I have a quick supplementary that goes back to your comment about how young people can acquire the necessary skills and qualifications. Reeltime Music in my area is a charity that was established to support young people and it is now a Scottish vocational qualification accredited centre that works with schools and the wider community.
How can the budget support community learning and development projects? How are you able to influence those projects, given that many of them will be delivered by the third sector and local authorities?
There are two ways in which we can do that. The first is through some of the channels that I talked about earlier, which have involved the Government allocating resources to third sector organisations to support a lot of community development activity, which is then of benefit to individual localities. The project that you cite is likely to be in that category.
In addition, in the education recovery programme, I allocated £2 million of additional funding to the youth work sector, which is being distributed through a dialogue process involving YouthLink Scotland to make sure that we can reach as many of those valuable projects that support learning in the community as possible. At first sight, they do not ostensibly look like education providers—they are not schools—but they are supporting learning and engagement within communities.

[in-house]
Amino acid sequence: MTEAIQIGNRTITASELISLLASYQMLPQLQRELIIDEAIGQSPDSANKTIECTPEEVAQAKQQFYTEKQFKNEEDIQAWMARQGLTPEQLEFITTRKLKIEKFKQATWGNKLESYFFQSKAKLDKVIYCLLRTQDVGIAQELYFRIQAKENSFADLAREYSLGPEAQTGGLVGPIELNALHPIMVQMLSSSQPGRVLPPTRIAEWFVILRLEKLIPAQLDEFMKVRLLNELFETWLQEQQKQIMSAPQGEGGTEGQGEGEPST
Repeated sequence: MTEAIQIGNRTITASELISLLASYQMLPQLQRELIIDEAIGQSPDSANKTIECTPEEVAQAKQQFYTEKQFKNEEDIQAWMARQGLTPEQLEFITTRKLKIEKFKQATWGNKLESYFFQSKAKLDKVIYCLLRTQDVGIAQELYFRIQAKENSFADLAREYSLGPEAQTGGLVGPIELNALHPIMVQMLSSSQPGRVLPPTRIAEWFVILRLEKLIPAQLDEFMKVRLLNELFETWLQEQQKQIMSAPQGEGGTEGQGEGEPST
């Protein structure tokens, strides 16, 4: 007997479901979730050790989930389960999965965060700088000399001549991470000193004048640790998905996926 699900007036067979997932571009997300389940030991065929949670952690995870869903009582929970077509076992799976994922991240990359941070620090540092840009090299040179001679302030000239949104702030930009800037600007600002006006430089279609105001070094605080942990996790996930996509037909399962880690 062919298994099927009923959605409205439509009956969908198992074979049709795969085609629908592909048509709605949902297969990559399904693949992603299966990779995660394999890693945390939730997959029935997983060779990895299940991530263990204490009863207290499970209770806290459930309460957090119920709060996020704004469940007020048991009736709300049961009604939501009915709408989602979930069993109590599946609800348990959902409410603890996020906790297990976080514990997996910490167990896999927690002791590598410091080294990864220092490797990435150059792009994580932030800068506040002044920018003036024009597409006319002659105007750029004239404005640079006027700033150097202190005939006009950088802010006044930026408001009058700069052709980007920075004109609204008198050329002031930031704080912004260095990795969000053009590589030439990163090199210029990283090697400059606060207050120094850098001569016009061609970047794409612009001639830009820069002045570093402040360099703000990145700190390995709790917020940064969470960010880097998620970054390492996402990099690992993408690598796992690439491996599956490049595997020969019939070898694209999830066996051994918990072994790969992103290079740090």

One of the important lessons that we have learned in recent years has been the significant benefit that such ventures—including the music venture that you mentioned—can bring by being the first link in establishing a connection with education by young people. A young person might be disaffected at school, but they might want to engage with a project of the type that you identified, which could lead to their re-engagement with education. Part of what we are trying to do is to find all the available means and opportunities whereby a young person can sustain their engagement with education, and I think that measures of a youth work nature are critical in the architecture of support that is in place.09:45
Thank you very much. Before we move on, I put on record that we have received apologies from George Adam.
We now move to questions from Mr Greer.
Cabinet secretary, I would like to briefly return to college funding, but to look at it from a different angle. You will be aware that college lecturers have once again voted in favour of strike action over the specific issue of lecturing posts being replaced by instructor posts, which are paid less and have different terms and conditions. It is essentially a repeat of the same dispute that has happened every year for a number of years now. I would characterise it as college management not honouring an agreement that it made with lecturers.